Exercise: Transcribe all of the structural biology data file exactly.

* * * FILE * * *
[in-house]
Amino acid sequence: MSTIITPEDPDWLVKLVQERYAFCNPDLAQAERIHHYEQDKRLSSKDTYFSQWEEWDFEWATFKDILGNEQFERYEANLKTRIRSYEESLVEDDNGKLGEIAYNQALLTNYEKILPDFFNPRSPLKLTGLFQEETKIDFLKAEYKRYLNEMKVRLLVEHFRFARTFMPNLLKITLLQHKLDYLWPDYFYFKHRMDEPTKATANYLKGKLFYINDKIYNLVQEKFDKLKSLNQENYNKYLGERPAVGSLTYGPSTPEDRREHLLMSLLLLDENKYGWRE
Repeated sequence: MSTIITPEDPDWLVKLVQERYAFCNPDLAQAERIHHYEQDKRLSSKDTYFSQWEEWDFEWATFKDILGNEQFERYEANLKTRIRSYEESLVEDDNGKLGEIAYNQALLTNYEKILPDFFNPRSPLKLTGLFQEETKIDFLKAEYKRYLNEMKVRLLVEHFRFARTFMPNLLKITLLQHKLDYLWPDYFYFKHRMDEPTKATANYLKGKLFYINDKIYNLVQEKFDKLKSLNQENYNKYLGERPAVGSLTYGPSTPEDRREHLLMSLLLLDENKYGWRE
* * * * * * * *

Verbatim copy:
[in-house]
Amino acid sequence: MSTIITPEDPDWLVKLVQERYAFCNPDLAQAERIHHYEQDKRLSSKDTYFSQWEEWDFEWATFKDILGNEQFERYEANLKTRIRSYEESLVEDDNGKLGEIAYNQALLTNYEKILPDFFNPRSPLKLTGLFQEETKIDFLKAEYKRYLNEMKVRLLVEHFRFARTFMPNLLKITLLQHKLDYLWPDYFYFKHRMDEPTKATANYLKGKLFYINDKIYNLVQEKFDKLKSLNQENYNKYLGERPAVGSLTYGPSTPEDRREHLLMSLLLLDENKYGWRE
Repeated sequence: MSTIITPEDPDWLVKLVQERYAFCNPDLAQAERIHHYEQDKRLSSKDTYFSQWEEWDFEWATFKDILGNEQFERYEANLKTRIRSYEESLVEDDNGKLGEIAYNQALLTNYEKILPDFFNPRSPLKLTGLFQEETKIDFLKAEYKRYLNEMKVRLLVEHFRFARTFMPNLLKITLLQHKLDYLWPDYFYFKHRMDEPTKATANYLKGKLFYINDKIYNLVQEKFDKLKSLNQENYNKYLGERPAVGSLTYGPSTPEDRREHLLMSLLLLDENKYGWRE